WEST ORANGE, NJ — Weeknight crowds at O'Connor Park have been on the increase in recent evenings to watch basketball games.
The games, which are not sponsored by the township of West Orange, have drawn crowds of more than 100 people, with many spectators neither observing social distancing guidelines nor wearing masks.
In a statement he posted on his Facebook page Wednesday, West Orange Mayor Robert Parisi said:
(T)his is NOT a Township sponsored event. And by all accounts, participants and fans are not residents with many coming from as far away as New York. Comparing this to our canceling the 4th of July festivities is inaccurate. It would not be responsible for government to sanction and organize an event that would gather thousands of people given the COVID-19 pandemic to celebrate the holiday this year. But that does not mean that government has the ability to stop people from gathering. People always have a right to assemble. And when large crowds are gathered, we have an obligation to police them. Having officers on scene for these games is not an endorsement of them, but rather routine public safety given the size these crowds have grown to…keeping people safe while monitoring parking and traffic.
Additionally, we do not have the ability to shutdown a park; state Executive Orders that did provide us that ability have expired. Unlike some news events that have garnered attention because of the large crowds of people not being responsible in certain businesses, this is public property, not a private business operating outside the current guidelines for private business. Parks are always open for all people. We cannot open them for some people, but not others and as a park originally funded with Green Acres funding, we do not have the ability to limit it to residents only either. Currently outdoor gatherings can be up to 250 people, increasing to 500 next week, and social distancing and wearing of masks is only a recommendation. Basketball is permitted as it is considered only a moderate contact sport.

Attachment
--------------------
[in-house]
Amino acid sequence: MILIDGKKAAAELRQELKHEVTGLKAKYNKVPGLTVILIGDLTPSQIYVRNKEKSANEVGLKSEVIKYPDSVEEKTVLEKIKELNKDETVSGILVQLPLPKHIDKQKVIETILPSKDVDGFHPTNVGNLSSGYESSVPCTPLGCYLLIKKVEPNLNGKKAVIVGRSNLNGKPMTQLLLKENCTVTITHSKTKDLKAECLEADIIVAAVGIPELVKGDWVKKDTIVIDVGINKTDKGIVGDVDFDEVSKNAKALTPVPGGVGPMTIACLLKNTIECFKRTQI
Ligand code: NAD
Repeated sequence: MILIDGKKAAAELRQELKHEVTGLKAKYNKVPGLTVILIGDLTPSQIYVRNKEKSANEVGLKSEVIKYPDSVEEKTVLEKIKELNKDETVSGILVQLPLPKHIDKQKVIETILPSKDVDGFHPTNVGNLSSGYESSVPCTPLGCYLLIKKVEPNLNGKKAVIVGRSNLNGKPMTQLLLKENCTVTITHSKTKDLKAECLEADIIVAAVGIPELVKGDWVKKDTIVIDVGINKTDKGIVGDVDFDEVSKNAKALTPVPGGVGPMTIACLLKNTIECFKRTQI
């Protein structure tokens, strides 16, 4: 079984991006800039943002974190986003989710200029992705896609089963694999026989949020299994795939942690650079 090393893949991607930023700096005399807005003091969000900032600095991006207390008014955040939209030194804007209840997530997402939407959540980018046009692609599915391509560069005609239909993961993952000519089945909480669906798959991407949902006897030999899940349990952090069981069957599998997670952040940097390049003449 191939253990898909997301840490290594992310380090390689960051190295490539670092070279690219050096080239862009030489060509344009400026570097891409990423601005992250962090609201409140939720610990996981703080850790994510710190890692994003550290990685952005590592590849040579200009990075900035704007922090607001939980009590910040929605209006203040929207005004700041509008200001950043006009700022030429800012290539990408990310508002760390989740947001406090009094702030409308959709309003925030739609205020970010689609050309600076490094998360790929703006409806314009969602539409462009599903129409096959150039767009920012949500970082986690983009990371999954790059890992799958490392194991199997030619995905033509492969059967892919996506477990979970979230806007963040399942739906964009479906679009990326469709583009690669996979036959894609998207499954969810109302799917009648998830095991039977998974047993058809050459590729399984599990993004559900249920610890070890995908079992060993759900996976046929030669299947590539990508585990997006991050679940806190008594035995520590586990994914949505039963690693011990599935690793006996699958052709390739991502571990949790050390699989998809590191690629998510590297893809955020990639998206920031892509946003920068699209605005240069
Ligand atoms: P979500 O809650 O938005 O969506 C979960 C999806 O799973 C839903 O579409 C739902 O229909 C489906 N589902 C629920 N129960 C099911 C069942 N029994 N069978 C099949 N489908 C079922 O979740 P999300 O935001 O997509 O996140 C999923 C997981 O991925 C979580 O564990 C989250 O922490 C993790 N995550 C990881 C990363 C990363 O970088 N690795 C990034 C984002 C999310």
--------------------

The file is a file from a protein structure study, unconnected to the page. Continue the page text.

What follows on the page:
But just because we have the right to do something, it does not mean we should. And the Township would prefer these games were not taking place and more importantly, we would prefer that the players and the spectators, despite the innocent intentions, would wait until later in the summer when conditions may be improved. Current guidelines do not require masks, and the Township has no ability to enforce the wearing of masks. I understand the frustration in that, and I do not disagree with much of the frustration expressed today on social media or in direct communication. Much of that frustration, for me, is that government must always be guided by what is legal…and despite what may be obvious to some, all people enjoy the same rights. And in this case, the right to be reckless.
The Township will be on hand again tonight as we anticipate they will be returning. But we will be on hand with EMS, Health and OEM professionals. We will be handing out masks and posting signs encouraging compliance with the CDC recommendations for large gatherings. We will attempt to track down organizers and speak with them about the health emergency and the safety concerns that still exist. We will hope to get cooperation in either having them relocate the games, canceling them or ensuring that people present will practice proper health safety under the COVID-19 recommendations while they are there. We will continue to monitor this, as long as they are there, and do what is necessary in the interest of public health.